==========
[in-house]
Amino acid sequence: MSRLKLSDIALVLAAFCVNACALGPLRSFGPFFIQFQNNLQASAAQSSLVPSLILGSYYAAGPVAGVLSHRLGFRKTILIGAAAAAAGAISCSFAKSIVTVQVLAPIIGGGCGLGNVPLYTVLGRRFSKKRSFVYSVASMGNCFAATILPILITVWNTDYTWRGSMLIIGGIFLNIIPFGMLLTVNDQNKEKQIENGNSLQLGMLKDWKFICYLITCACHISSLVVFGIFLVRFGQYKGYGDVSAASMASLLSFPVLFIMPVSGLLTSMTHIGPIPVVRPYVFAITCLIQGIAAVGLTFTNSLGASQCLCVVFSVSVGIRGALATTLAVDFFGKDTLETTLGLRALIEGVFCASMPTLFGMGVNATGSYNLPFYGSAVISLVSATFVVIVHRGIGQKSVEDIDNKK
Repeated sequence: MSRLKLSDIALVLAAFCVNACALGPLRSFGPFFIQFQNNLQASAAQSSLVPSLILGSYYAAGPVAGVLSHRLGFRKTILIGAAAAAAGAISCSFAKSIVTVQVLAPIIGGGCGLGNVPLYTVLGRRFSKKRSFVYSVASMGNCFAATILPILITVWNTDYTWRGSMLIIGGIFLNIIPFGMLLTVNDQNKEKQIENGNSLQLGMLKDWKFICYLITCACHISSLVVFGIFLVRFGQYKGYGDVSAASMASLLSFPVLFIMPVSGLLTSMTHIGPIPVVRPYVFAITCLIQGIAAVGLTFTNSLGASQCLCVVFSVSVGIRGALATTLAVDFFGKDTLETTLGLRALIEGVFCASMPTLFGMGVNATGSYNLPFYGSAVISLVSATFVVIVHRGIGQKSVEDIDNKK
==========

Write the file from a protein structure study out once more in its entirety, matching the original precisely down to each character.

[in-house]
Amino acid sequence: MSRLKLSDIALVLAAFCVNACALGPLRSFGPFFIQFQNNLQASAAQSSLVPSLILGSYYAAGPVAGVLSHRLGFRKTILIGAAAAAAGAISCSFAKSIVTVQVLAPIIGGGCGLGNVPLYTVLGRRFSKKRSFVYSVASMGNCFAATILPILITVWNTDYTWRGSMLIIGGIFLNIIPFGMLLTVNDQNKEKQIENGNSLQLGMLKDWKFICYLITCACHISSLVVFGIFLVRFGQYKGYGDVSAASMASLLSFPVLFIMPVSGLLTSMTHIGPIPVVRPYVFAITCLIQGIAAVGLTFTNSLGASQCLCVVFSVSVGIRGALATTLAVDFFGKDTLETTLGLRALIEGVFCASMPTLFGMGVNATGSYNLPFYGSAVISLVSATFVVIVHRGIGQKSVEDIDNKK
Repeated sequence: MSRLKLSDIALVLAAFCVNACALGPLRSFGPFFIQFQNNLQASAAQSSLVPSLILGSYYAAGPVAGVLSHRLGFRKTILIGAAAAAAGAISCSFAKSIVTVQVLAPIIGGGCGLGNVPLYTVLGRRFSKKRSFVYSVASMGNCFAATILPILITVWNTDYTWRGSMLIIGGIFLNIIPFGMLLTVNDQNKEKQIENGNSLQLGMLKDWKFICYLITCACHISSLVVFGIFLVRFGQYKGYGDVSAASMASLLSFPVLFIMPVSGLLTSMTHIGPIPVVRPYVFAITCLIQGIAAVGLTFTNSLGASQCLCVVFSVSVGIRGALATTLAVDFFGKDTLETTLGLRALIEGVFCASMPTLFGMGVNATGSYNLPFYGSAVISLVSATFVVIVHRGIGQKSVEDIDNKK